Many things happen to DNA. Proteins bind, slide along, dissociate. Sometimes they bump into each other, and then... what happens then?
This was exactly the question adressed in Finkelstein at al., Nature 2010. They were particularly interested in a bacterial protein called RecBCD, which is a powerful helicase. Using single-molecule microscopy they
had a look at what happens when RecBCD rams into some other protein.
And they had several to look at. RNA polymerase was the first one, and this is a formidable roadblock, and yet - RecBCD pushed it off the DNA with ease. Here are the actual images:
RecBCD sliding RNA polymerase along the DNA (76.5 %):
RecBCD ejecting RNA polymerase (8.5 %):
And RecBCD being stalled by RNA polymerase (rare events!) (15 %):
Then they tried other proteins, EcoRI endonuclease and lac repressor, and again, RecBCD was victorious over and over. Only the mighty nucleosome (never mind that it is a eukaryotic protein and it never met RecBCD before!) managed to put up a fight - 24% of the head-on collisions resulted with RecBCD being stalled, 11% resulted in nuceosome ejection and in remaining 65% RecBCD was sliding the nucleosome along the DNA.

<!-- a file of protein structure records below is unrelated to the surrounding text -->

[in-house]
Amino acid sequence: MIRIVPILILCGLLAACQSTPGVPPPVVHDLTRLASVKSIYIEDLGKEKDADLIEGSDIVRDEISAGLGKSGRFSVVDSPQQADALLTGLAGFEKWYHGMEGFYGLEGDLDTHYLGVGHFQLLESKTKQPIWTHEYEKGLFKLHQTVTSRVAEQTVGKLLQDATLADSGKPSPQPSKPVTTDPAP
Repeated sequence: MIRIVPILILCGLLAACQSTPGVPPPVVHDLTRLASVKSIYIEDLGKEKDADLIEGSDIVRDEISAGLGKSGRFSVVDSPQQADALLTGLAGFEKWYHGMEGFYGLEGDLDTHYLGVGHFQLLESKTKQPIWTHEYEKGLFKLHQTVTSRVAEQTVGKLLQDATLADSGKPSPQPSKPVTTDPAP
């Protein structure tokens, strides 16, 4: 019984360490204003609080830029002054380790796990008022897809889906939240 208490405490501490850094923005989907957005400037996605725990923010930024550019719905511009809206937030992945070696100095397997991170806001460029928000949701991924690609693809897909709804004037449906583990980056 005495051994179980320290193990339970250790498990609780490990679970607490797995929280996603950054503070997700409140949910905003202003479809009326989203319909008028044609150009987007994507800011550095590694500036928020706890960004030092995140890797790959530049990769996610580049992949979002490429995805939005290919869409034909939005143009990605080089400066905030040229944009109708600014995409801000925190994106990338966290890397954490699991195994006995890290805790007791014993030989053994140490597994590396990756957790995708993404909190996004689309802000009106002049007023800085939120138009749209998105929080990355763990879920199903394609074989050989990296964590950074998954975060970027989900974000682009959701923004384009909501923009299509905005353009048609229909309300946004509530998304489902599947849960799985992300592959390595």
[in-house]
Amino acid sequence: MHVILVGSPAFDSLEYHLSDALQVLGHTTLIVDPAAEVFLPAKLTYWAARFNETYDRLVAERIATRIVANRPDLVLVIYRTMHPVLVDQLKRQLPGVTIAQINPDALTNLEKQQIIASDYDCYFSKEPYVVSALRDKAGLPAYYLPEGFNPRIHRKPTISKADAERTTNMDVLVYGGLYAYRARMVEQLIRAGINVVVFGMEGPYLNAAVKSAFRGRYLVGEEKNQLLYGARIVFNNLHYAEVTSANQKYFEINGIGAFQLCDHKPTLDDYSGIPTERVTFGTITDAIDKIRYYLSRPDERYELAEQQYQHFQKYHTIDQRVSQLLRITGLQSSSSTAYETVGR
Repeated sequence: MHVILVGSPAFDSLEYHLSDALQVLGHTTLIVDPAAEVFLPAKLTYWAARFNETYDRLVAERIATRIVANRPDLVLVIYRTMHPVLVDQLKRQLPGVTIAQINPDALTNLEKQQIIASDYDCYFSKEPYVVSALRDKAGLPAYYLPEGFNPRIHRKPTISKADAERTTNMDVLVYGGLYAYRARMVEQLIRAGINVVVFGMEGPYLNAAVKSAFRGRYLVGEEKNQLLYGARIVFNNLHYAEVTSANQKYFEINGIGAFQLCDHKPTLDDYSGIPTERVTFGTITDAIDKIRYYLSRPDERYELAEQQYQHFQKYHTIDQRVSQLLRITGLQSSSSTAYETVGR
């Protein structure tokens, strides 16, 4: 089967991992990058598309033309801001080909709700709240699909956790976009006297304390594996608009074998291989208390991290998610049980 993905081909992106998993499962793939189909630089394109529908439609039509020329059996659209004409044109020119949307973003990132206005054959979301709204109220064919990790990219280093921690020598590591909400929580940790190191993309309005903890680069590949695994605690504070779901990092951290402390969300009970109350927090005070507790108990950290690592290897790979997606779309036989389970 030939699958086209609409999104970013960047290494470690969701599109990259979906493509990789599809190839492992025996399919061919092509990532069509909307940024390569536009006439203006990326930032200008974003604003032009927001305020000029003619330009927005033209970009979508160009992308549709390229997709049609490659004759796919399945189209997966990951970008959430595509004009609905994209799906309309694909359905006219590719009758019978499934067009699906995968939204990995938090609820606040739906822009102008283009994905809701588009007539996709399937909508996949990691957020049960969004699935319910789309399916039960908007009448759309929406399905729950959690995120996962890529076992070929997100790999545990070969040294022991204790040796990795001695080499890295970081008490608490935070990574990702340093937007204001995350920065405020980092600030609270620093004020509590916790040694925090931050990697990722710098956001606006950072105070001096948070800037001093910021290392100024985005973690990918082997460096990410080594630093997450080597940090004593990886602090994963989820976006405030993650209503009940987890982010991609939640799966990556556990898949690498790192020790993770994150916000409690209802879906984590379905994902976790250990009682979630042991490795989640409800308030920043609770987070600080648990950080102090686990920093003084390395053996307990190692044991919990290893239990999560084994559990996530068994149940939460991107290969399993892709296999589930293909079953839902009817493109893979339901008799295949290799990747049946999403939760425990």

What next? Well, now authors are preparing for experiments on RecBCD head-on collisions with Higgs bosons in the LHC. I bet on RecBCD.
PS: it is all very convenient that the authors happened to study RecBCD - neat story, their protein is stronger than all the others, yay! But wat if they would have started with some lame one, like PNA polumerase? But hey! I never write my results in the order I get them... do you? Did THEY?
Finkelstein IJ, Visnapuu ML, & Greene EC (2010). Single-molecule imaging reveals mechanisms of protein disruption by a DNA translocase. Nature, 468 (7326), 983-7 PMID: 21107319